Moving to a new job: the role of home equity, debt, and access to credit
Yuliya Demyanyk (),
Dmytro Hryshko (),
Maria Luengo-Prado () and
Additional contact information
Dmytro Hryshko: University of Alberta
No 16-1, Working Papers from Federal Reserve Bank of Boston
The severe decline in house prices during and after the Great Recession may have hampered adjustment in U.S. labor markets by limiting mobility of unemployed workers. Mobility will suffer if unemployed workers are reluctant to leave homes that, with debt exceeding value, cannot be disposed of without injecting cash or defaulting—a pattern referred to as "housing lock-in." If such reluctance keeps workers from moving from depressed areas to areas with available jobs, the Beveridge curve, which depicts the relationship between vacancies and joblessness, may shift outward. To examine whether this has been the case in the United States in recent years, the authors use individual-level credit reports merged with loan-level mortgage data to estimate how mobility relates to home equity when labor markets are weak or strong, and they develop and calibrate a dynamic quantitative model of consumption, housing, employment, and mobility that replicates the data well.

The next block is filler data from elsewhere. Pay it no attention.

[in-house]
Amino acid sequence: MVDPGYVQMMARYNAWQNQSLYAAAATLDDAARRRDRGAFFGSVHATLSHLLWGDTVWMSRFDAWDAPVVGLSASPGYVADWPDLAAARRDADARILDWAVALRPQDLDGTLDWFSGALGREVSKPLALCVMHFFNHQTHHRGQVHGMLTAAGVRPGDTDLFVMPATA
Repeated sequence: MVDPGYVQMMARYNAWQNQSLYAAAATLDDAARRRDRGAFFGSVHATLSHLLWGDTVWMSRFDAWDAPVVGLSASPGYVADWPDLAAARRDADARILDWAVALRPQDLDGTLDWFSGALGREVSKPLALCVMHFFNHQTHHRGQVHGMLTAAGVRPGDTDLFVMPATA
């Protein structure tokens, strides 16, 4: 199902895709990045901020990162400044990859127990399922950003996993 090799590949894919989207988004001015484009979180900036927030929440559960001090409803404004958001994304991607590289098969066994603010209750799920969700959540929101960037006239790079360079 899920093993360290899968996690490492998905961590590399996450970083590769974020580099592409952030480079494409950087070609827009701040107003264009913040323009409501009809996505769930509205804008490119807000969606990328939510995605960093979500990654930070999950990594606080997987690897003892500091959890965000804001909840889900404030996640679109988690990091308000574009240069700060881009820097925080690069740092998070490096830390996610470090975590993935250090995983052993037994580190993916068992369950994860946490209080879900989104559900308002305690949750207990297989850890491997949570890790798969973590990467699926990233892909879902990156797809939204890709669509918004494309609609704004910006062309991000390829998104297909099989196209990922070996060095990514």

JEL-codes: E21 J61 R23 (search for similar items in EconPapers)
New Economics Papers: this item is included in nep-mac and nep-ure
References: View references in EconPapers View complete reference list from CitEc
Citations: View citations in EconPapers (1) Track citations by RSS feed
Downloads: (external link)
http://www.bostonfed.org/economic/wp/wp2016/wp1601.htm Abstract (text/html)
http://www.bostonfed.org/economic/wp/wp2016/wp1601.pdf Full text (application/pdf)
This item may be available elsewhere in EconPapers: Search for items with the same title.
Export reference: BibTeX
RIS (EndNote, ProCite, RefMan)
Persistent link: https://EconPapers.repec.org/RePEc:fip:fedbwp:16-1
Ordering information: This working paper can be ordered from
Access Statistics for this paper
More papers in Working Papers from Federal Reserve Bank of Boston Contact information at EDIRC.
Bibliographic data for series maintained by Catherine Spozio ().